7. Join Cake Decorating Groups on Facebook
Cake groups on Facebook are a great way of making new friends, showing off your latest creations and the perfect place to ask for help.
Cake decorators are by and large a wonderfully supportive bunch and happy to assist a fellow decorator. They’re particularly fantastic when at 11pm your batch of ganache splits and you can’t find a Youtube video on how to bring it back together. You can go to a cake forum and send out an SOS for saving your ganache and chances are there will be a few people willing to help.
Most of the cake groups are private and closed so you will need to request to join the group and be accepted by the admin team. Read the group rules which are usually pinned to the top of the page. If you’re not familiar with facebook groups, the only people that will see your posts are other members of the group. Your friends and family on Facebook will not see your posts unless they are a member of the group too.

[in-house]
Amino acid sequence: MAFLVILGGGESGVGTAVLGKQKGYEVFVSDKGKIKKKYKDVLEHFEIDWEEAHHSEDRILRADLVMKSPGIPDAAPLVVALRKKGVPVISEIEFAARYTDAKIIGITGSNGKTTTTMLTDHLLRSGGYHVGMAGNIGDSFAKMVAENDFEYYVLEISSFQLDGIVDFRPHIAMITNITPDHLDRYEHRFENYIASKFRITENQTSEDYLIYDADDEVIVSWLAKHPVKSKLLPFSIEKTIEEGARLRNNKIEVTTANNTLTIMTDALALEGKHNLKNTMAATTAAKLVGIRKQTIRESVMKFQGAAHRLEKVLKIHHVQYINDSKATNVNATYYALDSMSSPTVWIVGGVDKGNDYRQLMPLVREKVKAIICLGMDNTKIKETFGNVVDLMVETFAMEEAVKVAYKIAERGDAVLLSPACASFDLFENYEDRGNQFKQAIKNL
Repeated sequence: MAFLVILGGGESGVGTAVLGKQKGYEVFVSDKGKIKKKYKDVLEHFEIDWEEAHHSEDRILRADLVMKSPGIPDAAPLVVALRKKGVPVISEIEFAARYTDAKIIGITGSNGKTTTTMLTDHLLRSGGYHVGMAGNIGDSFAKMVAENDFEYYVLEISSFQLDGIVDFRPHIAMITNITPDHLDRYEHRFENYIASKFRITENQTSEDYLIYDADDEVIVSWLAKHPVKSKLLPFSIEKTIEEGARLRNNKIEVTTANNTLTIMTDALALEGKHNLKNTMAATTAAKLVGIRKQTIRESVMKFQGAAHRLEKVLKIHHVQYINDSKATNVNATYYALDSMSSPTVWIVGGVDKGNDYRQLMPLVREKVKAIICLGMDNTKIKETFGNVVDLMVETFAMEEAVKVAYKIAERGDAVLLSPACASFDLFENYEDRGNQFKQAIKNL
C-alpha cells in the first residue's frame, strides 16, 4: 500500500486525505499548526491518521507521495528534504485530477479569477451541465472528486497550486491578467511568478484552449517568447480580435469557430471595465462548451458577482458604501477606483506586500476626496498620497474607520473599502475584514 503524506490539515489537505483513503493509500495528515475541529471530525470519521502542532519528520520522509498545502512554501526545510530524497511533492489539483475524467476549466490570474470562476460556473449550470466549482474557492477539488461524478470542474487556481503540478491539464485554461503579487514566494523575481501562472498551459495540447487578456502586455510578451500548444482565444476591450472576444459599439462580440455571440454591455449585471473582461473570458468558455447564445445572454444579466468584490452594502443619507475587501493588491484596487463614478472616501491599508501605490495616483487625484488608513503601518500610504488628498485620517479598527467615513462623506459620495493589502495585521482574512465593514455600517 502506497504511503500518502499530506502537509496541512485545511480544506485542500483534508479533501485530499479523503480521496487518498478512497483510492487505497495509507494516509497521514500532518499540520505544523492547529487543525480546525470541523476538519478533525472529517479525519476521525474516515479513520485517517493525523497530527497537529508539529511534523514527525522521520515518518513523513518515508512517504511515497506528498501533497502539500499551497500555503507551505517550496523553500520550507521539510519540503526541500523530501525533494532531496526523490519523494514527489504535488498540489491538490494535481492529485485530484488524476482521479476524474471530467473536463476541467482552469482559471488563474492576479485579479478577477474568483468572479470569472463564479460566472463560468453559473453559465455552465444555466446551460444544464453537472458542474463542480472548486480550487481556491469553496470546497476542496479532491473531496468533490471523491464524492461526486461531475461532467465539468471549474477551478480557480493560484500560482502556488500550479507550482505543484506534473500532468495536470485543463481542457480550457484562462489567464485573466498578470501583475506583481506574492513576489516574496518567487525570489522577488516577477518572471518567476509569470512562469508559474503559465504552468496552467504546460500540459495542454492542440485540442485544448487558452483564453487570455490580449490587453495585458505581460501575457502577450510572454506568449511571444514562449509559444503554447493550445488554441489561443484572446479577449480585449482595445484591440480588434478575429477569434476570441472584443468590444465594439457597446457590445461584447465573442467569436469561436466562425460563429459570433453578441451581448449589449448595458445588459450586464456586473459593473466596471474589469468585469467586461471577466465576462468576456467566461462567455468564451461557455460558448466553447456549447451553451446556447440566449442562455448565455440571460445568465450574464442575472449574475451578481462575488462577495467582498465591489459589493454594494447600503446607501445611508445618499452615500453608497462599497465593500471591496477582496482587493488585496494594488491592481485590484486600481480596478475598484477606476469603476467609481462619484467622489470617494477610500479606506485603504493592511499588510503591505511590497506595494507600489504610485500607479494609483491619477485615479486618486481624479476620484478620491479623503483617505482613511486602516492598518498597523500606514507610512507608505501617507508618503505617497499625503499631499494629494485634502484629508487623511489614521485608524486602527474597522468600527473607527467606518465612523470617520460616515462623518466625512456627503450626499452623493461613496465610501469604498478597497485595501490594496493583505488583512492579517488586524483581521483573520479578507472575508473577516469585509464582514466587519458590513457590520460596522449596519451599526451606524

If you’d like to join some cake groups on Facebook, check out my post 10 Best Facebook Groups for Cake Decorators.
8. Trial Different Fondant Brands
There are a few things to keep in mind when buying commercial fondant:
- How easy easy is it to work with?
- How does it taste?
- Is the price a major factor?
While many of you wonderful cakers make your own delicious fondant, it’s worth noting that not all commercial brands of fondant are created equal. Sure the ones in the supermarket are a great price, but some tend to dry out far too quickly, some have a strange funky taste or have no elasticity making it difficult to roll out and cover a cake.